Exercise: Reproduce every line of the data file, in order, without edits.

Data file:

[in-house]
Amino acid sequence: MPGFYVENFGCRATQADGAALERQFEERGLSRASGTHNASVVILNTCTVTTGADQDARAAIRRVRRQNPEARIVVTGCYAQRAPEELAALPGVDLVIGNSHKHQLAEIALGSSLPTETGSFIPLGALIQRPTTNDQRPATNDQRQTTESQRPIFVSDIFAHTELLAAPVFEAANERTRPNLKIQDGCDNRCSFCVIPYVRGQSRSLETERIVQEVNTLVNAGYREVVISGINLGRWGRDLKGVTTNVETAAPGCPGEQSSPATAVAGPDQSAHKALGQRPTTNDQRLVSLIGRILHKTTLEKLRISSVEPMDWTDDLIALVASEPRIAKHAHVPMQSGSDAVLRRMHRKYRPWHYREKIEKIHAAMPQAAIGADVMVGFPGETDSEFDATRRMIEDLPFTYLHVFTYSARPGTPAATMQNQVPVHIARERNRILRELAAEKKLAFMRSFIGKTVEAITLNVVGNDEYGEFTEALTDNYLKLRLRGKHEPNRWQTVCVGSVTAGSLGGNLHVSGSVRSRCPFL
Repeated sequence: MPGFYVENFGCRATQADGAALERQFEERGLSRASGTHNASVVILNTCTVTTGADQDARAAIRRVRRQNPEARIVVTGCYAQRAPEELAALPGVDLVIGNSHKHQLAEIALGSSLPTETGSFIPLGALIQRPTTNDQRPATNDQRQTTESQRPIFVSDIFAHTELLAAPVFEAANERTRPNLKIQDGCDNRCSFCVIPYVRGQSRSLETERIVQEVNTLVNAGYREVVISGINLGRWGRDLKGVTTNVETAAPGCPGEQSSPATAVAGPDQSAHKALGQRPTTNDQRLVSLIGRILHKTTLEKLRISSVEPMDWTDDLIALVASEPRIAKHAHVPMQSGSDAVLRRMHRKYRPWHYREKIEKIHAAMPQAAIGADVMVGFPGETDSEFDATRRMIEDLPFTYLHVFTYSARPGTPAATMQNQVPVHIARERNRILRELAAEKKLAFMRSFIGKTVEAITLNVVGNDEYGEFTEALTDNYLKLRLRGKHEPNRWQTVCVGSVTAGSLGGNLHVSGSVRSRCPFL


[in-house]
Amino acid sequence: MPGFYVENFGCRATQADGAALERQFEERGLSRASGTHNASVVILNTCTVTTGADQDARAAIRRVRRQNPEARIVVTGCYAQRAPEELAALPGVDLVIGNSHKHQLAEIALGSSLPTETGSFIPLGALIQRPTTNDQRPATNDQRQTTESQRPIFVSDIFAHTELLAAPVFEAANERTRPNLKIQDGCDNRCSFCVIPYVRGQSRSLETERIVQEVNTLVNAGYREVVISGINLGRWGRDLKGVTTNVETAAPGCPGEQSSPATAVAGPDQSAHKALGQRPTTNDQRLVSLIGRILHKTTLEKLRISSVEPMDWTDDLIALVASEPRIAKHAHVPMQSGSDAVLRRMHRKYRPWHYREKIEKIHAAMPQAAIGADVMVGFPGETDSEFDATRRMIEDLPFTYLHVFTYSARPGTPAATMQNQVPVHIARERNRILRELAAEKKLAFMRSFIGKTVEAITLNVVGNDEYGEFTEALTDNYLKLRLRGKHEPNRWQTVCVGSVTAGSLGGNLHVSGSVRSRCPFL
Repeated sequence: MPGFYVENFGCRATQADGAALERQFEERGLSRASGTHNASVVILNTCTVTTGADQDARAAIRRVRRQNPEARIVVTGCYAQRAPEELAALPGVDLVIGNSHKHQLAEIALGSSLPTETGSFIPLGALIQRPTTNDQRPATNDQRQTTESQRPIFVSDIFAHTELLAAPVFEAANERTRPNLKIQDGCDNRCSFCVIPYVRGQSRSLETERIVQEVNTLVNAGYREVVISGINLGRWGRDLKGVTTNVETAAPGCPGEQSSPATAVAGPDQSAHKALGQRPTTNDQRLVSLIGRILHKTTLEKLRISSVEPMDWTDDLIALVASEPRIAKHAHVPMQSGSDAVLRRMHRKYRPWHYREKIEKIHAAMPQAAIGADVMVGFPGETDSEFDATRRMIEDLPFTYLHVFTYSARPGTPAATMQNQVPVHIARERNRILRELAAEKKLAFMRSFIGKTVEAITLNVVGNDEYGEFTEALTDNYLKLRLRGKHEPNRWQTVCVGSVTAGSLGGNLHVSGSVRSRCPFL